Aberrantly expressed micro ribonucleic acids (miRNAs) may slow healing of chronic venous ulcers, a new study suggests.
Miami - Aberrantly expressed micro ribonucleic acids (miRNAs) may slow healing of chronic venous ulcers, a new study suggests.
Researchers from the University of Miami Miller School of Medicine said the findings are a critical step in developing new treatments for venous ulcers and potentially other chronic nonhealing wounds.
Investigators identified six MiRNAs plentiful in 10 patients with chronic venous ulcers. In further human and animal models, the study found that these miRNAs interfered with several genes crucial to healing the ulcers, HealthCanal.com reports.
The researchers determined that overexpressed miRNAs targeted multiple signaling pathways, which delayed epithelialization and the formation of granulation tissue, HealthCanal.com reports.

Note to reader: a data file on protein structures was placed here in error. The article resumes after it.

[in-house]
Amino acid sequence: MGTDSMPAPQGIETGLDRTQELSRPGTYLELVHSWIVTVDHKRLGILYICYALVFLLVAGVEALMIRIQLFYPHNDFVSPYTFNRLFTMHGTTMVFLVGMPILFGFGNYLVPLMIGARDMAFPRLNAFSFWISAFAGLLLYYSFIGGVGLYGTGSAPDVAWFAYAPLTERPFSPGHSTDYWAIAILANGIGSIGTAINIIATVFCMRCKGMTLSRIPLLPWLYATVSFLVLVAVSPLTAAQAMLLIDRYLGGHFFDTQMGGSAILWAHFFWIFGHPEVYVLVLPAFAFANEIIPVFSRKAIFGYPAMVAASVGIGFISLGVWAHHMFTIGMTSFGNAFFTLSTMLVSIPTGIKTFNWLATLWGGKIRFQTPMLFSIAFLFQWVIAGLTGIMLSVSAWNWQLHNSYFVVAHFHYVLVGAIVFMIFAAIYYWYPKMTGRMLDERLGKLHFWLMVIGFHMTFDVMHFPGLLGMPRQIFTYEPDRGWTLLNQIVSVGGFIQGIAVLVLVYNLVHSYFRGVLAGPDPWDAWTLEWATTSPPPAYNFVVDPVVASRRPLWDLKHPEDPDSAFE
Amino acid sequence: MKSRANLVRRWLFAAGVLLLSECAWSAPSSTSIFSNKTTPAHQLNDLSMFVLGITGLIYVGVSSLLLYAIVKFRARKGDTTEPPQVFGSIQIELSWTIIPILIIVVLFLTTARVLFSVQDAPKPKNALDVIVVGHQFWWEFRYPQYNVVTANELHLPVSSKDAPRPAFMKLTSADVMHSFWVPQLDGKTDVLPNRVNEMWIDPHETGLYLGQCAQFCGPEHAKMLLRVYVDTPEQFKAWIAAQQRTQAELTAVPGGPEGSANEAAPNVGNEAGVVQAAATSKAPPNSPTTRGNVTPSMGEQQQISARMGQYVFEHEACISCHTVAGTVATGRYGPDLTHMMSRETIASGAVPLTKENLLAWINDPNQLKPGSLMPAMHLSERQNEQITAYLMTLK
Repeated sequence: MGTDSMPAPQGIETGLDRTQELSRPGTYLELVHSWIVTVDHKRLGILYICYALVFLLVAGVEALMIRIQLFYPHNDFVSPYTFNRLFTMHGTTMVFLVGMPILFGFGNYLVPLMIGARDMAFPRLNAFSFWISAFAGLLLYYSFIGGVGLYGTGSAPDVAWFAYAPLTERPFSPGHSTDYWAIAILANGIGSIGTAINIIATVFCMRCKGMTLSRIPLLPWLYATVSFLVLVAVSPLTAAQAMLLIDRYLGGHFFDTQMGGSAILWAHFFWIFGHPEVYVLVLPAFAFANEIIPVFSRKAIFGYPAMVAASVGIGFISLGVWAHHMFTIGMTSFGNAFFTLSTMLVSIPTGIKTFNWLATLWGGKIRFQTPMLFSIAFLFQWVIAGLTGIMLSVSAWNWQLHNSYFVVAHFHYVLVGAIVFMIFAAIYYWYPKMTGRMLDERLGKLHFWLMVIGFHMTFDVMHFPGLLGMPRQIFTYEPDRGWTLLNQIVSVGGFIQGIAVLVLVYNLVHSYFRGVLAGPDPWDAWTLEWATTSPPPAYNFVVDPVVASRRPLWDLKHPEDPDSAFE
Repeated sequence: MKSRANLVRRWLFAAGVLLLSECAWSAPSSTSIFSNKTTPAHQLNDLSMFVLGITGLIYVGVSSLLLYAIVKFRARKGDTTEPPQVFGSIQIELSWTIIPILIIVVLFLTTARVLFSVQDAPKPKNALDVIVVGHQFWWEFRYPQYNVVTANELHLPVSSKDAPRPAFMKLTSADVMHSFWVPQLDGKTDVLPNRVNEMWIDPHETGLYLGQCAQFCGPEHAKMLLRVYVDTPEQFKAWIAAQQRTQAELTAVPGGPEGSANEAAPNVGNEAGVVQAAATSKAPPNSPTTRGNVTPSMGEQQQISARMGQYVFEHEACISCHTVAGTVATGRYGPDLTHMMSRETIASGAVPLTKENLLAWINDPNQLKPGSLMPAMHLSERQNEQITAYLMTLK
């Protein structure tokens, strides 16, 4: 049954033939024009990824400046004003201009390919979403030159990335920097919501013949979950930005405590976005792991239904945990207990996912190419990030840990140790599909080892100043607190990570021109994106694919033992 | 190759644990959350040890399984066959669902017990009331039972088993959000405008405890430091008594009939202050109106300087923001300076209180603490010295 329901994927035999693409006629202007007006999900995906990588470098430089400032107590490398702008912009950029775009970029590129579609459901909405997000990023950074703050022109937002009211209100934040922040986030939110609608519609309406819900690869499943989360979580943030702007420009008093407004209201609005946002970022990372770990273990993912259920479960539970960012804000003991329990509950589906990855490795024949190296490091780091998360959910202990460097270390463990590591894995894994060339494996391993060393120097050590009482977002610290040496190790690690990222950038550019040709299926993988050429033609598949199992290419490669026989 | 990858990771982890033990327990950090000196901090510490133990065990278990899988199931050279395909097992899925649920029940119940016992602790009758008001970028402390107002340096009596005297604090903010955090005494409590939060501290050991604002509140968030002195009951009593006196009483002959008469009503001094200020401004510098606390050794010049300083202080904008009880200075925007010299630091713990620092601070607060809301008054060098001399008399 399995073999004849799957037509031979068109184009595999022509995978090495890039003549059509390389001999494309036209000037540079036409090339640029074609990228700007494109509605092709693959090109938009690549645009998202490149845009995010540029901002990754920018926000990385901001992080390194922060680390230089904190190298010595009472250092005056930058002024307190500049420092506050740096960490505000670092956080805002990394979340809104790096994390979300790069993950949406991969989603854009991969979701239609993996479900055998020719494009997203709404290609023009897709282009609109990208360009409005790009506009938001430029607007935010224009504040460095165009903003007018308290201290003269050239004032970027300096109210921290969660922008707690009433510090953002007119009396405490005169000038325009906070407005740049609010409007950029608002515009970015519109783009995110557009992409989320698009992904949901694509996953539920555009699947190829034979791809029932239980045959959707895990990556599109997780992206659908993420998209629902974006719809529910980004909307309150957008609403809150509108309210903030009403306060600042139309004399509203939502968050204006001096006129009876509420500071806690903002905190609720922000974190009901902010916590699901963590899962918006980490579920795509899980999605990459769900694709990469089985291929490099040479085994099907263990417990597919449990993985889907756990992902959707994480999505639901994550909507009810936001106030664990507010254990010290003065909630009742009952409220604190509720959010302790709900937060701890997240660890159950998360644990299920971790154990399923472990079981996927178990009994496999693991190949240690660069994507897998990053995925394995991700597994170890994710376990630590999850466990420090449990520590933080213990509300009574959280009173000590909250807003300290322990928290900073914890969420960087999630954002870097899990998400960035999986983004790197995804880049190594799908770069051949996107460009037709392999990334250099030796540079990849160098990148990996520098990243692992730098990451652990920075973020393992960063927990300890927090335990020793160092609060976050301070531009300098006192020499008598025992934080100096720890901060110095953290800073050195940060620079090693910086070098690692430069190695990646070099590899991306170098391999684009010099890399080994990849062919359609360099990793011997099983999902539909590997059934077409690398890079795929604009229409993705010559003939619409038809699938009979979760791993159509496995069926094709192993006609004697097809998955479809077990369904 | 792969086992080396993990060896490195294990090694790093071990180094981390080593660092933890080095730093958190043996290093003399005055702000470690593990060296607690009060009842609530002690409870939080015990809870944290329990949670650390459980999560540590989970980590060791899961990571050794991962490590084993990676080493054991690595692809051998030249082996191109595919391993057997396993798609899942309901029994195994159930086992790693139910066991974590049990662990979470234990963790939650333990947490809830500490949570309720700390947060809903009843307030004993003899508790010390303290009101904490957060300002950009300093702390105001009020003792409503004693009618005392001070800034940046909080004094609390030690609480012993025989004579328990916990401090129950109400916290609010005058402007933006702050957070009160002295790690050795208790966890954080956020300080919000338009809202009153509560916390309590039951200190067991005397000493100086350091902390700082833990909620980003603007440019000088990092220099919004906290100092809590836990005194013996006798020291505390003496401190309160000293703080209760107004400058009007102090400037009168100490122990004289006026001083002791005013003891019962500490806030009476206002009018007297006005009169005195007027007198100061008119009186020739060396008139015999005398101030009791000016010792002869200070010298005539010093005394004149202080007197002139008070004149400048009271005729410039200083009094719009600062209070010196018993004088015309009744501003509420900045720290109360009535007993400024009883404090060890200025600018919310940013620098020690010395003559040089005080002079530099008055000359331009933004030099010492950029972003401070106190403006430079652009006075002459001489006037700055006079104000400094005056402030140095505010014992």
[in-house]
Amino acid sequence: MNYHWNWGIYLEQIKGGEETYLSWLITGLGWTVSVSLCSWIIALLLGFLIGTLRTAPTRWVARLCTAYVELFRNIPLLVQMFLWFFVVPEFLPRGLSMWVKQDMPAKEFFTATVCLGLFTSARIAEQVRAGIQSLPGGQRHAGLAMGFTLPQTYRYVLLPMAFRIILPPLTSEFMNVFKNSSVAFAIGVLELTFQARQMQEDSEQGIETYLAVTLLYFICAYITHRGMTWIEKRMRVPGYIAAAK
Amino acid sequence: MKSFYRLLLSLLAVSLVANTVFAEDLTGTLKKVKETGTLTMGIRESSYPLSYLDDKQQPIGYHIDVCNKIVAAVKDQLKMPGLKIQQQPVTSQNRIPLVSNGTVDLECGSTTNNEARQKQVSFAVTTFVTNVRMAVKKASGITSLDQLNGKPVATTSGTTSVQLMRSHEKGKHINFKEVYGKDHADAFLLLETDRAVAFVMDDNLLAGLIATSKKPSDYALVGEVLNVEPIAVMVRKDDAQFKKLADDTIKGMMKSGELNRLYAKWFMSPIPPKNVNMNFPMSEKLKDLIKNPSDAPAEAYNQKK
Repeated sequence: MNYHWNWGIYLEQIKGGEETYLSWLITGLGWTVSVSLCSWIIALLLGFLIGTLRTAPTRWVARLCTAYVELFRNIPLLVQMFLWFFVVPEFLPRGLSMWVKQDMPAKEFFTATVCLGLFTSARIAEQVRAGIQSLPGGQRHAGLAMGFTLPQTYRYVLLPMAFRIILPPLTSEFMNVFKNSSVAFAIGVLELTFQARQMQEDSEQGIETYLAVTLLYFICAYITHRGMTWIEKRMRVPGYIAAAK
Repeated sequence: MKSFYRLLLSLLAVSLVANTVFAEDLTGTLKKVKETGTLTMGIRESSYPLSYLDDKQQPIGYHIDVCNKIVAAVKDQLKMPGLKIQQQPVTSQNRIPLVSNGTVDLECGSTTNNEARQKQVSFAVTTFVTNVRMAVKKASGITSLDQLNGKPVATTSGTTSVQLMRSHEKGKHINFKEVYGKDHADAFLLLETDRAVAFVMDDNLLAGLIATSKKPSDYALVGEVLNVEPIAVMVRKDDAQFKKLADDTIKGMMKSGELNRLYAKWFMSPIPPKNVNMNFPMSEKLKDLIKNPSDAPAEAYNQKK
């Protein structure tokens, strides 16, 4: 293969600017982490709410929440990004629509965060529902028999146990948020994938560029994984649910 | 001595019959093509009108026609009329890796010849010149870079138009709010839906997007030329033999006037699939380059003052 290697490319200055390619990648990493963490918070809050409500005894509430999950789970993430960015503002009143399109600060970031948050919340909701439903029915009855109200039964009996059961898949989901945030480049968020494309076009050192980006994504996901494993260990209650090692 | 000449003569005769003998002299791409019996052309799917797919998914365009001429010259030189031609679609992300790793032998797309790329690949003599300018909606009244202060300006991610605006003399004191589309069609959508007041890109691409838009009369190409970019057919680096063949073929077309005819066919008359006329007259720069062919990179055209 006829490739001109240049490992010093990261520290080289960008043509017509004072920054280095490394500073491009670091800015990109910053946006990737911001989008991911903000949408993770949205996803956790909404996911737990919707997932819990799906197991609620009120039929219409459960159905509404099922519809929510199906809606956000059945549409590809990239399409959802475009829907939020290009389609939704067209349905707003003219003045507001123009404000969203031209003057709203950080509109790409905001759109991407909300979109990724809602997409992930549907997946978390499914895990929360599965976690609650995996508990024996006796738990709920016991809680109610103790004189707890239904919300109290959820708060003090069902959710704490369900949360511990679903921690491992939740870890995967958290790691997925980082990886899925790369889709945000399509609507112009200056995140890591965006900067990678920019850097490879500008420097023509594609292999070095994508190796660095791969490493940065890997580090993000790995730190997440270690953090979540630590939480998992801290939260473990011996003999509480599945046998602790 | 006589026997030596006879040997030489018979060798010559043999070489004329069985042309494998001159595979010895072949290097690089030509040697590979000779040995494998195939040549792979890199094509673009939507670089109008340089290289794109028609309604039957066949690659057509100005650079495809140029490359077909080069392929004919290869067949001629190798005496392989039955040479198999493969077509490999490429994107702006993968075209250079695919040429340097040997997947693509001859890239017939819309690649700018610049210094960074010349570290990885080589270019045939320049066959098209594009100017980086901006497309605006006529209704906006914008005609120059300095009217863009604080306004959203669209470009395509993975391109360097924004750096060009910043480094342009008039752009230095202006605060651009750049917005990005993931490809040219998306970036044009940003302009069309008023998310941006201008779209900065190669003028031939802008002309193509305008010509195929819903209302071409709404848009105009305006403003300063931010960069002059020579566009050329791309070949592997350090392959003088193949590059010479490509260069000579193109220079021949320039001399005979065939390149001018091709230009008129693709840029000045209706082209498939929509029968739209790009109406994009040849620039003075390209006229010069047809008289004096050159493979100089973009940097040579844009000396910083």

“Compared with currently used therapies, the possibility to regulate multiple targets by miRNAs may have a potential to more effectively achieve wound closure,” the researchers wrote. “Our results support that notion that (venous ulcer)-specific miRNAs may serve as a new class of diagnostic and, potentially, therapeutic targets.”
The study was published online Aug. 24 in the Journal of Biological Chemistry.
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